General Anesthesia for Endovascular Thrombectomy; A Pilot Study.
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|ClinicalTrials.gov Identifier: NCT02639806|
Recruitment Status : Unknown
Verified June 2016 by Michael Kelly, University of Saskatchewan.
Recruitment status was: Enrolling by invitation
First Posted : December 24, 2015
Last Update Posted : June 3, 2016
|Condition or disease||Intervention/treatment|
|Stroke Cerebrovascular Stroke Brain Ischemia Brain Diseases Cardiovascular Diseases Central Nervous System Diseases Cerebrovascular Disorders Nervous System Diseases Vascular Diseases||Drug: Sevoflurane Drug: Lidocaine|
This is an open-label pilot study, comparing intravascular thrombectomy patients treated using either general anesthetic (prospective arm) or local anesthetic with sedation (retrospective arm), with blinded outcome evaluation.
New evidence has established that the addition of endovascular thrombectomy for large, and/or proximal occlusions improves outcome in addition to, and/or in place of tPA therapy. There have been no randomized prospective trials assessing the relationship of anesthesia on outcomes for this procedure. This procedure is routinely performed under either local anesthetic with sedation and under general anesthesia (GA). The choice between these two techniques is largely institution based. Currently in the Saskatoon Health Region (SHR) endovascular thrombectomies are performed under general anesthesia due to operator preference and the optimization of surgical conditions. In the United States and other Canadian centers, this procedure is performed safely with local anesthesia with or without sedation.
Several retrospective trials have suggested that general anesthetics are associated with poorer outcomes. It has been suggested that general anesthesia can result in a delay in the time to procedural start since it requires the presence of an anesthesiologist and the procedure can be performed under sedation without extra personnel. It is also proposed that the induction of general anesthesia can cause a decrease in blood pressure and a decrease in collateral perfusion which can result in further cellular hypoxia. Anesthesiologists , however, are able to expertly manipulate hemodynamic parameters during general anesthesia to the specific requirements of the operators potentially creating optimal tissue oxygenation conditions.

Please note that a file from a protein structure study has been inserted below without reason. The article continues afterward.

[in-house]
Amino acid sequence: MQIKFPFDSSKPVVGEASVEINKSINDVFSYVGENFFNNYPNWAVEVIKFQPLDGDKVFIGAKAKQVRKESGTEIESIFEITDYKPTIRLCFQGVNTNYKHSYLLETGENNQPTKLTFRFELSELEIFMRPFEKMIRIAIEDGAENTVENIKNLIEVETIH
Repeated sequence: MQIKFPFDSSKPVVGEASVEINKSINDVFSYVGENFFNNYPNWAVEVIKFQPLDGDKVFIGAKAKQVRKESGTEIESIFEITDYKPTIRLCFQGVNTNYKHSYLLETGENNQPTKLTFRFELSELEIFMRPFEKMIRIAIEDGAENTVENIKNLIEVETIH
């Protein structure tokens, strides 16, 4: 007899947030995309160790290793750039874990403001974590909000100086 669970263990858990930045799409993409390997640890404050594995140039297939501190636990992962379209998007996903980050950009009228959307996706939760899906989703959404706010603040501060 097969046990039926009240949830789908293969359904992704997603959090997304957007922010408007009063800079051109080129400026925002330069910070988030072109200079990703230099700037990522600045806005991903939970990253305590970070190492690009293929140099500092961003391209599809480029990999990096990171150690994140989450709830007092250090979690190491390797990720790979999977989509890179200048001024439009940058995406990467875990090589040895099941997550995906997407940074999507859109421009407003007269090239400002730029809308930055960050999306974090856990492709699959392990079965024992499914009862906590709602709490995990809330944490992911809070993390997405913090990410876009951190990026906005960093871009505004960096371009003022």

There is a need for a prospective trial to assess the effect of general anesthetic on patient outcome during endovascular thrombectomy. At this time, it is premature to conduct a randomized controlled trial (RCT). Therefore in this pilot study, adult acute ischemic stroke participants who undergo intravascular thrombectomy in Saskatchewan will receive a general anesthetic as per their current practice, and their data will be collected prospectively. This cohort of participants will then be compared to participants that underwent the same procedure in another study, who received local anesthesia with sedation. Approximately 77 prospective participants will be recruited for the prospective arm of this study.
|Study Type :||Observational|
|Estimated Enrollment :||77 participants|
|Official Title:||General Anesthesia for Endovascular Thrombectomy; A Pilot Study.|
|Study Start Date :||January 2016|
|Estimated Primary Completion Date :||December 2017|
|Estimated Study Completion Date :||December 2017|
Prospective - General Anesthetic
The prospective treatment group will have an anesthetic induction according to the anesthetic provider's preference that will include propofol and fentanyl as IV induction agents and rocuronium as a muscle paralytic. Maintenance of anesthesia for the treatment group will include sevoflurane with a target end tidal concentration of 1-1.5%, rocuronium as a paralytic as needed, opioids and any other standard medication deemed necessary by the provider.
Retrospective - Local Anesthetic with Sedation
The retrospective group will have received local anesthetic from the surgeon using lidocaine injected subcutaneously and received sedation using fentanyl and midazolam as needed to achieve the desired level of sedation.
- Shift in the mRS score, defined by a proportional odds model. [ Time Frame: 90 Days ]
- The proportion of patients who achieve a NIHSS score 0-2 [ Time Frame: 90 Days ]Stroke severity. Clinical scale outcome score from 0 to 42.
- The proportion of patients who achieve a mRS 0-2 [ Time Frame: 90 days ]Functional outcome. Dichotomous outcome, reported as independent (mRS 0-2) vs dependence or death (mRS 3-6). In addition, shift analysis (proportional odds model) representing the odds of improvement within the scale with treatment.
- Recanalization of the target arterial occlusive lesion [ Time Frame: Day 0 ]Measured by fluoroscopy - Demonstrated during (or as part of) the procedure.
- Time from diagnostic CT to procedure initiation [ Time Frame: Day 0 ]
- Time from the start of the procedure to vascular recanalization [ Time Frame: Day 0 ]
- Incidence of Treatment-Emergent Adverse Events [ Time Frame: 90 Days ]Episodes of hypo/hypertensive and bradycardic episodes that required the use of pharmacologic agent.; Symptomatic intracranial hemorrhage; Major bleeding; Contrast nephropathy; Malignant MCA infarction; Hemicraniectomy; Aspiration Pneumonia; Adverse airway event; other
To learn more about this study, you or your doctor may contact the study research staff using the contact information provided by the sponsor.
Please refer to this study by its ClinicalTrials.gov identifier (NCT number): NCT02639806
|Royal University Hospital|
|Saskatoon, Saskatchewan, Canada, S7N 0W8|
|Principal Investigator:||Michael Kelly, MD, PhD||University of Saskatchewan|